True prayer leads us to a deeper sense of responsibility for the mission of Christ, the mission of the church. The prayer of every disciple in every moment is: “What shall I do, Lord?

The more we pray with the Gospels, the more we have “the mind of Christ” — his thoughts and feelings; seeing reality through his eyes. The more we pray, the more we feel Christ’s call to change the world — to shape society and history according to God’s loving plan.

Let’s pray for each other this week! And let’s ask our Blessed Mother Mary to bring us a new desire to seek God’s face in the prayerful reading of the scriptures.

Archbishop José H. Gómez is the fifth archbishop of Los Angeles. His weekly column is provided by and appears in The Tidings, the official newspaper of the Archdiocese of Los Angeles. Reach Archbishop Gomez at (213) 637-7000, or on Facebook, Twitter, and Instagram.

Sunday, February 7, 2016

Looking Ahead

Father Perry D. Leiker, pastor
By Father Perry D. Leiker, pastor 

Quote of the Week: “When the power of love overcomes the love of power, there will be true peace” — Sufi Wisdom.

The “call” to follow Jesus is a mysterious and holy thing.

Although we would probably discover many common things about the call, it is completely personal, intimate, and individual — the call comes to me, and I answer the call.

The call to vocation is another and more specific call of faith. It is in this calling that one chooses a specific way of life as a priest, deacon, or religious.

As a parish, it is important that we strongly support and encourage a “listening to the call” among members of our community. Vocations come from families and communities of faith.

The uniqueness and mystery of the call is shared in today’s scriptures.

Isaiah describes his calling in classic form. There is a theophany, or some kind of appearance of God, that is “earth shaking” and involves the “elements.”

He sees, not clearly, but something of God’s throne and cries out: “Woe is me, I am doomed!”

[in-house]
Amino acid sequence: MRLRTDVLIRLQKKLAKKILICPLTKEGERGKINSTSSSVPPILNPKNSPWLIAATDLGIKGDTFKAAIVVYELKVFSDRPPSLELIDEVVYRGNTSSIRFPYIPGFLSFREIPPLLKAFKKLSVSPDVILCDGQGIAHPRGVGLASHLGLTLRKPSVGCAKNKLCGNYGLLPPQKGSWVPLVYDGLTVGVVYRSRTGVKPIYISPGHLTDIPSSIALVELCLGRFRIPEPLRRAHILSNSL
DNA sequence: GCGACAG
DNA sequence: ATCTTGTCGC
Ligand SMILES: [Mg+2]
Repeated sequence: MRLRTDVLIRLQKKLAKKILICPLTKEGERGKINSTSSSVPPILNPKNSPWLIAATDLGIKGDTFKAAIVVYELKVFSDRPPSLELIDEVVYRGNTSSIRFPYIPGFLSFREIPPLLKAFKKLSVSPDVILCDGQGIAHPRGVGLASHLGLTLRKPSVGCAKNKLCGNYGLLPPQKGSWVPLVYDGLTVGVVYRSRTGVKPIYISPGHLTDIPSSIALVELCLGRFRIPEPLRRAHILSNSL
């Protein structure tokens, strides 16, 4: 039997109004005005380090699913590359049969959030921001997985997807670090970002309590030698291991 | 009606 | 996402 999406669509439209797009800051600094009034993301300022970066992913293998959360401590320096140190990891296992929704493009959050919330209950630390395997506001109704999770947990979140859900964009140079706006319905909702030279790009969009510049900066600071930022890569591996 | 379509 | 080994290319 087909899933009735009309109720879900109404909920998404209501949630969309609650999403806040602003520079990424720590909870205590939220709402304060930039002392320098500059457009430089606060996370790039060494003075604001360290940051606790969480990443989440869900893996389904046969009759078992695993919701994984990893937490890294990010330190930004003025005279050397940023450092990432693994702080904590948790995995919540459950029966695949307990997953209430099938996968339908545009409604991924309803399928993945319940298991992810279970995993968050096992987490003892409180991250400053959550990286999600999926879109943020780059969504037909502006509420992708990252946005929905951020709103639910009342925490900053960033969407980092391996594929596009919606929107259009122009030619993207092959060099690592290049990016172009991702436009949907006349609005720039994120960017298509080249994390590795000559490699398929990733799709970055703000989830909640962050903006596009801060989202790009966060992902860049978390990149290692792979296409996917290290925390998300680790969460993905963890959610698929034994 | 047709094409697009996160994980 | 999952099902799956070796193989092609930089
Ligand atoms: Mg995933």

This — because human has encountered the divine — is too much to experience without death itself following; however, the experience cleanses and purifies Isaiah. Through it all, he somehow “hears” God calling him and he answers without hesitation: “Here I am, send me!”

In the Gospel, Peter has just experienced Jesus’ healing of his mother-in-law a few verses before. He, with his own eyes, has seen the power of Jesus and knows there is more to Jesus than meets the eye.

Then, at the shore of the lake after a night of fishing with no results, Peter and the others were washing their nets and Jesus tells him to go out a short distance from the shore and lower the nets yet again. Peter makes sure that Jesus knows that he, a fisherman, has been at it all night without success and that he, a fisherman, knows when to quit.

The catch, however, is astounding.

Why did Peter “listen” to Jesus? He had already seen a bit of Jesus’ power with his mother-in-law. There was something unique, power-full, grace filled, God-like about this Jesus.

Through it all, Peter experienced a grace-filled moment in his weak and doubting nature and uttered: “Depart from me, Lord, for I am a sinful man.”

But Jesus did not depart nor did he see anything less in Peter. It is here, in this moment, in weakness and doubt, that Peter experiences the “call.”

Jesus casts out fear. Jesus reaches into the vulnerable and unguarded soul of Peter. Jesus deepens his relationship with Peter.

It is here, too, that we can expect to hear God’s call again and again. It is probably here, too, that men and women of this parish, in this moment of time, in these circumstances, in doubt and fear, that some — perhaps many — will hear the “call” of Jesus Christ to follow as priests, deacons, and religious.

We encourage, support and pray for the call to be heeded!

Father Perry D. Leiker is pastor of St. Bernard Church. Reach him at (323) 255-6142, Ext. 112.